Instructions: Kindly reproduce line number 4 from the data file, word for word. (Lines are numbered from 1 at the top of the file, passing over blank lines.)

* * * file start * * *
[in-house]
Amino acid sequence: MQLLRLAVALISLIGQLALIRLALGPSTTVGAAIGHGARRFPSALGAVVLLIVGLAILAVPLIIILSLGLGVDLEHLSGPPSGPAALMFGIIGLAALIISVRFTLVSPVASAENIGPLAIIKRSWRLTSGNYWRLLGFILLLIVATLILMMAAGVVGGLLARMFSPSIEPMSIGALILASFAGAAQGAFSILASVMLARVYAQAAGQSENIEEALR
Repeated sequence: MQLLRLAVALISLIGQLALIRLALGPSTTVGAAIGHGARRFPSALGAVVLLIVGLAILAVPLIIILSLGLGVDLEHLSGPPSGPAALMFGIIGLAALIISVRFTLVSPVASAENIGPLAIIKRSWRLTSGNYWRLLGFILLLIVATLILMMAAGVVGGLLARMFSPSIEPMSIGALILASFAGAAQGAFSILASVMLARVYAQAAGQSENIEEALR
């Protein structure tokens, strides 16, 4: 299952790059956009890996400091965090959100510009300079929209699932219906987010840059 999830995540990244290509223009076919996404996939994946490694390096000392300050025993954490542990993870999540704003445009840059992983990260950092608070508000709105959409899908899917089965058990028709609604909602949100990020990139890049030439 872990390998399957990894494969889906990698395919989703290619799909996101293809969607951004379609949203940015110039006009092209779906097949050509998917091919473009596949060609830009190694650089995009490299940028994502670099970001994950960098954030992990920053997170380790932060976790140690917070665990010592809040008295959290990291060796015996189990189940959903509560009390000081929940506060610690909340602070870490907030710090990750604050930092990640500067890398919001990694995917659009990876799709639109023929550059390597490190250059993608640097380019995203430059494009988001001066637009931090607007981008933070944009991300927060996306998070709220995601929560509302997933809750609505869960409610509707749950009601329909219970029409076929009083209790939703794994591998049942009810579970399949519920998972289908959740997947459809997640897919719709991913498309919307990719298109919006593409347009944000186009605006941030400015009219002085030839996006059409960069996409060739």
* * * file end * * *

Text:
């Protein structure tokens, strides 16, 4: 299952790059956009890996400091965090959100510009300079929209699932219906987010840059 999830995540990244290509223009076919996404996939994946490694390096000392300050025993954490542990993870999540704003445009840059992983990260950092608070508000709105959409899908899917089965058990028709609604909602949100990020990139890049030439 872990390998399957990894494969889906990698395919989703290619799909996101293809969607951004379609949203940015110039006009092209779906097949050509998917091919473009596949060609830009190694650089995009490299940028994502670099970001994950960098954030992990920053997170380790932060976790140690917070665990010592809040008295959290990291060796015996189990189940959903509560009390000081929940506060610690909340602070870490907030710090990750604050930092990640500067890398919001990694995917659009990876799709639109023929550059390597490190250059993608640097380019995203430059494009988001001066637009931090607007981008933070944009991300927060996306998070709220995601929560509302997933809750609505869960409610509707749950009601329909219970029409076929009083209790939703794994591998049942009810579970399949519920998972289908959740997947459809997640897919719709991913498309919307990719298109919006593409347009944000186009605006941030400015009219002085030839996006059409960069996409060739």